Hello, I have a

function y=3Cos2x

Now I have a graph which I plotted, it makes a nice curve.

Here are the x Values: 0,

**π**^{c}/10,

**π**^{c}/5, (3

**π**^{c})/10, (2

**π**^{c})/5,

**π**^{c}/2, (3

**π**^{c})/5, (7

**π**^{c})/10, (4

**π**^{c})/5, (9

**π**^{c})/10, and

** π**^{c}
The corresponding Y values after running through the function in order from the first x value are: 3.00, 2.43, 0.93, -0.93, -2.43, -3.00, -2.43, -0.93, 0.93, 2.43, 3.00

Now the question asked for the solutions of : 3Cos2x=2.0

My first thought was to look at my graph and see where the line y=2.0 intercepts the curve and found the corresponding x coordinates, I did and obtained,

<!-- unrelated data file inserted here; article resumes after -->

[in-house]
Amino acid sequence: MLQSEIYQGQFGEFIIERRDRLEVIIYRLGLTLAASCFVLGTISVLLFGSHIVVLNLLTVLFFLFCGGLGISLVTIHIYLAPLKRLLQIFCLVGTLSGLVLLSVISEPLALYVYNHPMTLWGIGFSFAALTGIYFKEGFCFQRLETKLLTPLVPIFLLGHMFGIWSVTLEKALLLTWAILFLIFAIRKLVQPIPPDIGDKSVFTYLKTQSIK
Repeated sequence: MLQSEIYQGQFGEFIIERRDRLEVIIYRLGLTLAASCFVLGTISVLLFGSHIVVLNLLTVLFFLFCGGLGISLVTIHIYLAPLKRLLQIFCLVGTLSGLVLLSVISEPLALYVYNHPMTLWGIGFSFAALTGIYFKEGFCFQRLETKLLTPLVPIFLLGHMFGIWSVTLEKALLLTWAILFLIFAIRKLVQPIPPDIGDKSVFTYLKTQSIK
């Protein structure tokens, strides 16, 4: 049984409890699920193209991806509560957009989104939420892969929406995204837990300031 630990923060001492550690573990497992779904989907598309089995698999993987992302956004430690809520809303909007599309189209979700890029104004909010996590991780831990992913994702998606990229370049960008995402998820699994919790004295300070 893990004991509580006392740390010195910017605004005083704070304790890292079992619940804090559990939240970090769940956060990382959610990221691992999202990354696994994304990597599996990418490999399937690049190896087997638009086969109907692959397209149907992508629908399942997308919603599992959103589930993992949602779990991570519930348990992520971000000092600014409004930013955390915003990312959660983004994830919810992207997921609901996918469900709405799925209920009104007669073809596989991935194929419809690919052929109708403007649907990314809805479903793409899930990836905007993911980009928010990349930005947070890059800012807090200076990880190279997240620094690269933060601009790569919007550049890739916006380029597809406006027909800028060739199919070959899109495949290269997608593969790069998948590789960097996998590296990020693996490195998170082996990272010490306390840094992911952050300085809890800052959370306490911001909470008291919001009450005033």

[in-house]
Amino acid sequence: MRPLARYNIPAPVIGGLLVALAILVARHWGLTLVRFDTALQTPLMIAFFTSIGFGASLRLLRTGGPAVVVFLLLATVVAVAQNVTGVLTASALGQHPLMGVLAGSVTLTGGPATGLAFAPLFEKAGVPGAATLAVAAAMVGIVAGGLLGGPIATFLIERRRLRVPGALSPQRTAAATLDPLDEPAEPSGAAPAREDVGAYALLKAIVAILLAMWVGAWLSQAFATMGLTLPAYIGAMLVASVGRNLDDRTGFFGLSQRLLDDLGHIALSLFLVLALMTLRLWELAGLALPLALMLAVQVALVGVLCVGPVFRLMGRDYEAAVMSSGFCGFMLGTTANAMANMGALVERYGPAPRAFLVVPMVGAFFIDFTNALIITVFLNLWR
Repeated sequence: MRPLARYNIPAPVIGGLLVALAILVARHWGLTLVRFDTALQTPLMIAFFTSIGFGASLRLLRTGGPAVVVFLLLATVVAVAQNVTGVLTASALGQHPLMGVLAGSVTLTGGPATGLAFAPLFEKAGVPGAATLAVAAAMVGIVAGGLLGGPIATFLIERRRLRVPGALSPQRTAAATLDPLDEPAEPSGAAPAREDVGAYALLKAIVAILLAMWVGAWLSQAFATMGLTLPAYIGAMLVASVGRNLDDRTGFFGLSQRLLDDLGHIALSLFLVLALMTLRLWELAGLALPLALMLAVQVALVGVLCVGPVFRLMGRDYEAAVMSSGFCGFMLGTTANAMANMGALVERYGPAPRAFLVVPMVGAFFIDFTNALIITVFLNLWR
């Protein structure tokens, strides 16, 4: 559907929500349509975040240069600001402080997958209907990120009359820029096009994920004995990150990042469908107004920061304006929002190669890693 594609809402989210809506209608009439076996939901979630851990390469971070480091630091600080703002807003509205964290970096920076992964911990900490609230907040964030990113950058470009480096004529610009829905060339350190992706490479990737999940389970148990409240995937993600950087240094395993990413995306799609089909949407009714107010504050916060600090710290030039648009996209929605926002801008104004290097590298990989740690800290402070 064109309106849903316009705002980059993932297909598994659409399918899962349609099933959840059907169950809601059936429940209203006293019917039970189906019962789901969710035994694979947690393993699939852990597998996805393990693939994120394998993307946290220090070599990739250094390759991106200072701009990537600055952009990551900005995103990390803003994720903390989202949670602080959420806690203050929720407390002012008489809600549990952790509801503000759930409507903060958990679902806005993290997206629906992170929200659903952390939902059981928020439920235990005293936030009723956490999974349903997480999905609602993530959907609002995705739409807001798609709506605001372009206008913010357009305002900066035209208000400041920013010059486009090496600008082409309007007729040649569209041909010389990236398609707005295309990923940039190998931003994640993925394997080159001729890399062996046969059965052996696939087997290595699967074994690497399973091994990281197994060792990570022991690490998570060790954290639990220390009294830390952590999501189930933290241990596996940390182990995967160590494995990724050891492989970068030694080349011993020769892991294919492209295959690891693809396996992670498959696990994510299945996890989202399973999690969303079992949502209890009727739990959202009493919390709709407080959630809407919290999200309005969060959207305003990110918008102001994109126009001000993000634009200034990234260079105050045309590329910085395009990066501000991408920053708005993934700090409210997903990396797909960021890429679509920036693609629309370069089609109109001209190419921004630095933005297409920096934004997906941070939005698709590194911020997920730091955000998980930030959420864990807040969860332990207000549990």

0.13

**π**^{c}, and 0.86

**π**^{c}, which when you multiply by 180 to turn into degrees, I get 23.4 degrees, and 154.8 degrees, which I'm fairly sure is correct

as my book has x = 24 degrees, and x = 156 degrees, so I'm guessing that my graph was just a bit to the left and it's human error.

However, they also have x = (2

**π**^{c})/15 and x = (13

**π**^{c})/15

Am I missing something? how did they get that? Did I have to use the function and solve it?

The scale on my graph is

** π**^{c}/10 for 2 cm on the X axis and 2cm for 1 unit on the Y axis.

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